A short walk from the seal pools is otter creek. The path is dotted with otter shaped information boards presenting fun facts.

otter shaped information board in otter creek

Otter creek

The Asian short-clawed otters, Apricot and Harris, are the cheekiest residents in the sanctuary. They arrived after squabbling with their siblings and they certainly know where their food comes from and are very vocal in demanding it. We learned all about what they like to eat and that their favourite treats are peanuts and mealworms. These treats are hidden around their enclosure to encourage natural scavenging behaviour.

Otters at the Cornish Seal Sanctuary

Otters of otter creek

From otter creek we joined the nature trail. It was a fairly short walk through woodland leading to the paddocks. The trails have signage along the way detailing the wildlife to watch out for and how to spot the signs that animals are nearby. A number of bug hotels are also located here. The walk was particularly picturesque because the bluebells were in flower.

Wildlife walk and nature trail at Cornish Seal Sanctuary

Squirrel Scramble Trail

Fascinating sanctuary seal facts

During our visit we choose to follow the animal care team from talk to talk. This made our visit very interesting and informative. The team explains how the centre works, the conservation issues their guests face and introduce you to the long term residents.

The team were keen to explain the seal tagging system. This is because they are reliant on sightings for updates on their released seals. The boys are tagged on the left rear flipper, while the girls are tagged on the right, while the tag colour represents the year they were rescued.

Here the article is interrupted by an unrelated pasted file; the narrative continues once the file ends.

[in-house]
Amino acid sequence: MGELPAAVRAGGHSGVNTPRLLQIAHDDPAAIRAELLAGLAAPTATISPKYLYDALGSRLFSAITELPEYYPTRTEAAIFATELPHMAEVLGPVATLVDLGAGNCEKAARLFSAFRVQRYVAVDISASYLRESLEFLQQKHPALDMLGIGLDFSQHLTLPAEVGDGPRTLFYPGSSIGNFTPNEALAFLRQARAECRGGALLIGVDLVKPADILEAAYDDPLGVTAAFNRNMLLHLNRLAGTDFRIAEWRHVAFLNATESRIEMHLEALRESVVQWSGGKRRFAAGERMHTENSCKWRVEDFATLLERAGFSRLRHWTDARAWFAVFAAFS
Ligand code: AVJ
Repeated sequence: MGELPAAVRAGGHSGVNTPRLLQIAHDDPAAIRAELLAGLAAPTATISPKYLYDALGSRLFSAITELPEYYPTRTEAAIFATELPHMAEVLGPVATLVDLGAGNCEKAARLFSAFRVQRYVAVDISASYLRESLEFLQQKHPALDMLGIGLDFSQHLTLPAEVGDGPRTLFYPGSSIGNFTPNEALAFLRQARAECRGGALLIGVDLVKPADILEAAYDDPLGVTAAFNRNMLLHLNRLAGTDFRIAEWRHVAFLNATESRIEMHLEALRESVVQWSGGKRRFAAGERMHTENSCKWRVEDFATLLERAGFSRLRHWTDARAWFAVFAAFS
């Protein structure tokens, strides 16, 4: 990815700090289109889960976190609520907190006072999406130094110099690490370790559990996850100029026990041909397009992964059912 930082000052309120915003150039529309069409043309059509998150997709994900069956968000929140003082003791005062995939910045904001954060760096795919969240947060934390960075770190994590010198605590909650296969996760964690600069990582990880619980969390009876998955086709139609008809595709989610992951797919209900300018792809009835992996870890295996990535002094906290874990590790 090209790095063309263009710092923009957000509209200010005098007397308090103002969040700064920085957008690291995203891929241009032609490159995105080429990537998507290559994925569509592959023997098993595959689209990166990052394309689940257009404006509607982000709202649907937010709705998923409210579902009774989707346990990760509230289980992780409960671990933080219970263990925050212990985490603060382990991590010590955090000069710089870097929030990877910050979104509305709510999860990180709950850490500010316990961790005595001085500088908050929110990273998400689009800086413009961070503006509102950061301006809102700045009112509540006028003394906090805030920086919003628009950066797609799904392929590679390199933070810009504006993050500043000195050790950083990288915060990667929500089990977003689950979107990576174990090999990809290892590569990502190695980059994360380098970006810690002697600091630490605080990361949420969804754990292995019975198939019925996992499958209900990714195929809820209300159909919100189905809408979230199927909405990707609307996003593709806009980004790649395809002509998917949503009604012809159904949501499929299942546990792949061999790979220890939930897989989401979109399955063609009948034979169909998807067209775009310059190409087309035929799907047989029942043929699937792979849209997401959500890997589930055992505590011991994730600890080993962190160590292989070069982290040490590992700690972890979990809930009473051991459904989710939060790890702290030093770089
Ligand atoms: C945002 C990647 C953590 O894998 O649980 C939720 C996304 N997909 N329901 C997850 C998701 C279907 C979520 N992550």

A sign of the sanctuary’s success is that they are still monitoring a seal that they rescued as a pup in the 90s.Informational display at Cornish Seal Sanctuary

The team also outlined small changes people can make to help conservation efforts. One example, is to avoid products using palm oil, the trade of which has led to the destruction of otters’ habitat. Look out for a green palm leaf logo when you go shopping for products such as chocolate, cake, shampoo, toothpaste, etc.

Best bits about a day at Cornwall Seal Sanctuary

We have not visited the sanctuary for many years so I was keen to revisit. I remembered the sanctuary being fairly small and did not expect to spend more than a couple of hours there. However, I soon discovered that if you follow the team around the site for the various talks, you could quite easily spend most of the day here.
The staff were very friendly, enthusiastic about the residents and happy to answer questions. If they are passing and see you taking interest in a particular animal they will stop to tell you more about them.Cornish Seal Sanctuary